Edward J. Valente, PhD | University of Portland

Edward J. Valente, PhD

Professor of Chemistry, College of Arts & Sciences

Edward ValenteEd Valente has always been interested in molecular structure and in particular X-ray diffraction. But it is not only the science of chemistry that excites him, it is the fact that chemistry is the foundation for all material sciences, from biology and biochemistry to engineering and medicine.

“Chemistry is known as the ‘central science,’” he says. “I wanted my students to understand and use the language of chemistry as well as learn its principles and applications.”

Ed was mentored early at Riordan High School (San Francisco) by Br. Roland Hinger, SM, then in college by Dr. Gerald Thomas (SF State Univ.) In graduate school at the University of Washington (Seattle), his mentors included Dr. Edward C. Lingafelter, Dr. William F. Trager and Dr. Verner Schomaker. After postdoctoral work with Dr. Lawrence Bartell (University of Michigan, Ann Arbor), Ed spent much of his career teaching at Mississippi College, where he arrived in 1983. There he was honored with teaching and research awards.

After decades in the south, what drew him to The Bluff in 2009? “My desire to be part of an active chemistry program with solid research experiences for undergraduates,” he says, “and to be closer to home and family. I will be forever thankful to the University of Portland for this opportunity.”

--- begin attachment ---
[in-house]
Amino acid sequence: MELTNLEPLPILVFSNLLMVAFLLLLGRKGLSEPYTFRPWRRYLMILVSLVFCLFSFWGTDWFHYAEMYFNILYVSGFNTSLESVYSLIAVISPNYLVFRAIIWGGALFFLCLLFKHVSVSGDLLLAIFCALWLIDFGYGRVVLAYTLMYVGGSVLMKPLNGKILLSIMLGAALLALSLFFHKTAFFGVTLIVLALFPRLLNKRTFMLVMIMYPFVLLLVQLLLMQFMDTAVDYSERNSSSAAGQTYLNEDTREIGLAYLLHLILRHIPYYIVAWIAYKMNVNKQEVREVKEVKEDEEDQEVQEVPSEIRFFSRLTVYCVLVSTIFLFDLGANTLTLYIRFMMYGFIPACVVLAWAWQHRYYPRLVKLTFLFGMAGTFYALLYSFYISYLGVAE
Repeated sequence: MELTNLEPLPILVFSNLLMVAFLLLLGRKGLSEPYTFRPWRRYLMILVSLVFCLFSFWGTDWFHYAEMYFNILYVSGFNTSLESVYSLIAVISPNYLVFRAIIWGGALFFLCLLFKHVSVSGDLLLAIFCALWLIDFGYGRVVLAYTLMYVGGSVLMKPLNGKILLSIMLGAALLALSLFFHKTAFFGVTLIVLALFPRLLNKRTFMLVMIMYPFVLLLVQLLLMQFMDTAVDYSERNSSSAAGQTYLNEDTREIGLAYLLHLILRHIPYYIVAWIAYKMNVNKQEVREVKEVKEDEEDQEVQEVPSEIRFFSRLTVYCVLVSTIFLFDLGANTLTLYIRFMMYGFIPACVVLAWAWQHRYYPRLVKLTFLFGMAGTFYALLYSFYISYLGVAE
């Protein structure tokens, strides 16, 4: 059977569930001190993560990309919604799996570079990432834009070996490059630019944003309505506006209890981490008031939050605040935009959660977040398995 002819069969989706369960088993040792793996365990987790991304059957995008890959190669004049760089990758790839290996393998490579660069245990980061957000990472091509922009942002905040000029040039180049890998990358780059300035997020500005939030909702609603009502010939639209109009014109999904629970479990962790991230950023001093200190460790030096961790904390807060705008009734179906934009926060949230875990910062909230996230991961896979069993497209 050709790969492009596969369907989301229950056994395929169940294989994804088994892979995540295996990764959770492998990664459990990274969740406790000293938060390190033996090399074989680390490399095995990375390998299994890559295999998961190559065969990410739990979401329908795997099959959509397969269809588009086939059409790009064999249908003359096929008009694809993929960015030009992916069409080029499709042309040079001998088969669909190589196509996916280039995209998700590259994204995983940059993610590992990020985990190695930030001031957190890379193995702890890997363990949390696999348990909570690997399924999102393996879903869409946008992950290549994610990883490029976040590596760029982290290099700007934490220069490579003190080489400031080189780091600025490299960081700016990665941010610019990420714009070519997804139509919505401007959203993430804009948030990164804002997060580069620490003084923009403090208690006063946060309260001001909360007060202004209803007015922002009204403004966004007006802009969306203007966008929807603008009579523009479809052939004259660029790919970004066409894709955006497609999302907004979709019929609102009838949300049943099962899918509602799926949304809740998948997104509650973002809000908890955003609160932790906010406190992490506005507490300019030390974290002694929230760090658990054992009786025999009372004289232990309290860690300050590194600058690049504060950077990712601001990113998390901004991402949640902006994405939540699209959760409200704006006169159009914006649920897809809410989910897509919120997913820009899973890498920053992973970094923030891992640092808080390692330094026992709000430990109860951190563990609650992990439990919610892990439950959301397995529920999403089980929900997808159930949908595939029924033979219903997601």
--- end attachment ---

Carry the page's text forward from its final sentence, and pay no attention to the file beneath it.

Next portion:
In fact, his research with undergraduate students is what he has valued most about his time at UP. It not only gave him a chance to mentor the next generation of scientists, but also collaborate with them on studying new systems in organic chemistry—his specialty.

Over the years, he has published about 172 peer-reviewed publications in the chemical sciences, and says “the vast majority of our published work involves undergraduate student co-authors. I am glad to have worked with and contributed to the advancement of these talented, curious, and hard- working people.”

Collaboration is the cornerstone of Ed’s work, and it is a lesson he drives home to his students whenever possible. “It’s important for students to appreciate that science is a human endeavor and a labor of mind and hands, but also that it is done in community,” he says. “Even though I step back as the skills of the student develop, I stay close enough to ensure that the collaborative nature of the work is always evident.”

Ed says he is always adapting his teaching to better reach students with varying backgrounds, and to present new knowledge, best practices, and great experiments. Over the course of his career, he has greatly enjoyed helping students discover their powers of logic and deductive reasoning, and plans to continue supporting undergraduate research as an emeritus faculty member in the Department of Chemistry & Biochemistry.